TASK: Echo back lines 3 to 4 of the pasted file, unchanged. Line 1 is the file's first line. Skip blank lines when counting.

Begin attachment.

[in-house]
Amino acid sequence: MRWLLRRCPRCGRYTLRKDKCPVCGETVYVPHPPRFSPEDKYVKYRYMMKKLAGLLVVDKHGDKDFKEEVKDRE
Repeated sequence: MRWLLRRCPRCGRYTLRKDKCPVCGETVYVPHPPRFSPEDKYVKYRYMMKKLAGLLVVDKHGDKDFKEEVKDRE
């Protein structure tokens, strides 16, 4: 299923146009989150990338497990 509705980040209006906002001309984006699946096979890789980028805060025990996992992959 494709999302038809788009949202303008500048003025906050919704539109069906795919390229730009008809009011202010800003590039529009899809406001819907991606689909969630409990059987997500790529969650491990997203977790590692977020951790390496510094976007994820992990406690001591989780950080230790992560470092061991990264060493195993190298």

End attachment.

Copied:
Repeated sequence: MRWLLRRCPRCGRYTLRKDKCPVCGETVYVPHPPRFSPEDKYVKYRYMMKKLAGLLVVDKHGDKDFKEEVKDRE
């Protein structure tokens, strides 16, 4: 299923146009989150990338497990 509705980040209006906002001309984006699946096979890789980028805060025990996992992959 494709999302038809788009949202303008500048003025906050919704539109069906795919390229730009008809009011202010800003590039529009899809406001819907991606689909969630409990059987997500790529969650491990997203977790590692977020951790390496510094976007994820992990406690001591989780950080230790992560470092061991990264060493195993190298």